Forward-looking: Data centers have become a massive industry, but many of them aren't very environmentally friendly due to their huge power demands, which are often met through the burning of fossil fuels. One proposed answer to this problem is for the facilities to use their own sustainable power sources in the form of miniature nuclear reactors.
The Register highlights a report by Omdia analysts Alan Howard and Vladimir Galabov that notes how data center operators have been early adopters of renewable energy—Google and Microsoft recently announced plans to buy more energy to make their data centers greener—but it is still unavailable in many markets. That's where nuclear energy via small modular reactors (SMRs) could come in.
Unlike standard nuclear facilities that produce gigawatts of power, SMRs typically generate 300–500 megawatts (MW) of electric power, though some produce less than 100MW.
Any mention of nuclear reactors tends to bring concerns about disasters such as Chornobyl, Three Mile Island, and Fukushima, but the analysts write that SMRs pose far less risk due to their scale, simple design, and the inherent safety characteristics of the reactor. They also rely on natural circulation, convection, gravity, and self-pressurization.
Additionally, technology similar to SMR is used in 83 nuclear-powered US Navy ships, including 72 submarines, 10 aircraft carriers, and one research vessel, many located adjacent to large population centers, and there has never been a nuclear power incident in the Navy's history.
But despite their benefits, nuclear waste remains a big problem with SMRs, with spent fuel material taking anything from three decades up to 24,000 years to reach safe radiation levels. However, unlike conventional nuclear power plants that require refueling every year or two, SMR vendors are aiming for every three to seven years—some designs are estimated to operate for 40 years without refueling. It's pointed out that nuclear subs only require refueling every 10 or more years, with new cores designed to last 30 to 40 years. The caveat is that SMRs produce 35 times more waste compared to larger reactor designs.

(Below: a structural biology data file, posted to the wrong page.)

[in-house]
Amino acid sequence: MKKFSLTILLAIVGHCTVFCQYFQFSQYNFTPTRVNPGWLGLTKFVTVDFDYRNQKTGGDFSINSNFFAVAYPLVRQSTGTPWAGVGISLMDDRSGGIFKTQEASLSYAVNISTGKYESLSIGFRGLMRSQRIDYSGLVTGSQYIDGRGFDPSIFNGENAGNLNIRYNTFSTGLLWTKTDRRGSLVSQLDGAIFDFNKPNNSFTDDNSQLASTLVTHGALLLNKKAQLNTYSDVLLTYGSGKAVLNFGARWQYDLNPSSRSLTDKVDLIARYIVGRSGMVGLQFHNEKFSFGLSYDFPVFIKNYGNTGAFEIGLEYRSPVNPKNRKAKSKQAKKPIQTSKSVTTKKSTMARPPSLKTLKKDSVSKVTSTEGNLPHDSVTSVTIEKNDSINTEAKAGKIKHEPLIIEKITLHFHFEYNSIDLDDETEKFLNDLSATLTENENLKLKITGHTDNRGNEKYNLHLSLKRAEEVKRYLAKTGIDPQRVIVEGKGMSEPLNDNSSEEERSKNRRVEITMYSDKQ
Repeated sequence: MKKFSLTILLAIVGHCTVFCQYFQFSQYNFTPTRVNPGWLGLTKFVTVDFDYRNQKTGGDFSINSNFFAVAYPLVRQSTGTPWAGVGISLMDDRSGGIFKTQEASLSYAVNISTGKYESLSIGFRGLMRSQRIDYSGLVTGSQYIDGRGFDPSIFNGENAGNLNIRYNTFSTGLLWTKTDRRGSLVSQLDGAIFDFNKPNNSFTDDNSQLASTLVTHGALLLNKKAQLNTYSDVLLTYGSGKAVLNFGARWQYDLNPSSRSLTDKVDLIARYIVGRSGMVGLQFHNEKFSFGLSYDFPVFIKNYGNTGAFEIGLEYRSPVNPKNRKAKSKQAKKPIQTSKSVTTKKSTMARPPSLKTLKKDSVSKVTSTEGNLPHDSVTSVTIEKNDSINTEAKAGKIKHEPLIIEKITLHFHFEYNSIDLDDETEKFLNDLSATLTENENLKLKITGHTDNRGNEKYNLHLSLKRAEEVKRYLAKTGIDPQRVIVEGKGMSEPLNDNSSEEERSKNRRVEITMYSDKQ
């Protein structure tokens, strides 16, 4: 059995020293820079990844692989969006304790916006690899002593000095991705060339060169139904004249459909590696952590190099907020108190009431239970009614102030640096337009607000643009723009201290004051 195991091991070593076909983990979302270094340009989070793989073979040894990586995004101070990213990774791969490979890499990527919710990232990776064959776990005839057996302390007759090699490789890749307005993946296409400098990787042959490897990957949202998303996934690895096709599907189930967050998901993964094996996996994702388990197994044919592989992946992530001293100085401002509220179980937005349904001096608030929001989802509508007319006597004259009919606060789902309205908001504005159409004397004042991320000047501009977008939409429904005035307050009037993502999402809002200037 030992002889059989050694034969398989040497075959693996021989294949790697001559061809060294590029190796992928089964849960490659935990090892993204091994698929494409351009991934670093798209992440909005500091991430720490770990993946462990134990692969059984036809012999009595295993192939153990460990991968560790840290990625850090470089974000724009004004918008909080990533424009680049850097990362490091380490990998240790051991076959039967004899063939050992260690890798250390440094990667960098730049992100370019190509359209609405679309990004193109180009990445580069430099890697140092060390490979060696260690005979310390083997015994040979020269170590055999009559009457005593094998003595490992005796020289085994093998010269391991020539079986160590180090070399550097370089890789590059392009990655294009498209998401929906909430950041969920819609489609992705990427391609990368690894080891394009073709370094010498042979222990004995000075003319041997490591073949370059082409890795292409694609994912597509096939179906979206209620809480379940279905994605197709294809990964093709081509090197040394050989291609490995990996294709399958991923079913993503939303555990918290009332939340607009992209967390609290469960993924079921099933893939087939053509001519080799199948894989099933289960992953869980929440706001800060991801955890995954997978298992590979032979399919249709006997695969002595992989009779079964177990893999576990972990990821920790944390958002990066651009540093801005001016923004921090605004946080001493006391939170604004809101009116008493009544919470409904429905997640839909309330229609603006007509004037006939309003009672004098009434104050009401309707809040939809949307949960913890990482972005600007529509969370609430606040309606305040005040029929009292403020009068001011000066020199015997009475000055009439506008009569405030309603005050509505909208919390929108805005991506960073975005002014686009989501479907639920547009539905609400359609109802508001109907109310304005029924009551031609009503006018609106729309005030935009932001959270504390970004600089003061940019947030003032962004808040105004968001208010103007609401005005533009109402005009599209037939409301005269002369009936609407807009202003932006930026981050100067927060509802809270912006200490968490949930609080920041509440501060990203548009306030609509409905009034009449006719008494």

There are currently no SMRs yet in the US, but Russia has two capable of 35MW each sitting on a floating power plant (above) off the arctic coast. New SMRs are now under construction or in the licensing process in Argentina, Canada, China, France, South Korea, and the US.
SMRs will more likely be suited to large data center campuses with capacities of over 100MW rather than individual data centers, though smaller locations could share excess capacity with other industrial plants.
Don't expect this technology to become commonplace anytime soon. It's likely to be another seven years before we see an SMR in the US, and it could be anything from 10 to 15 years before they're powering a data center campus.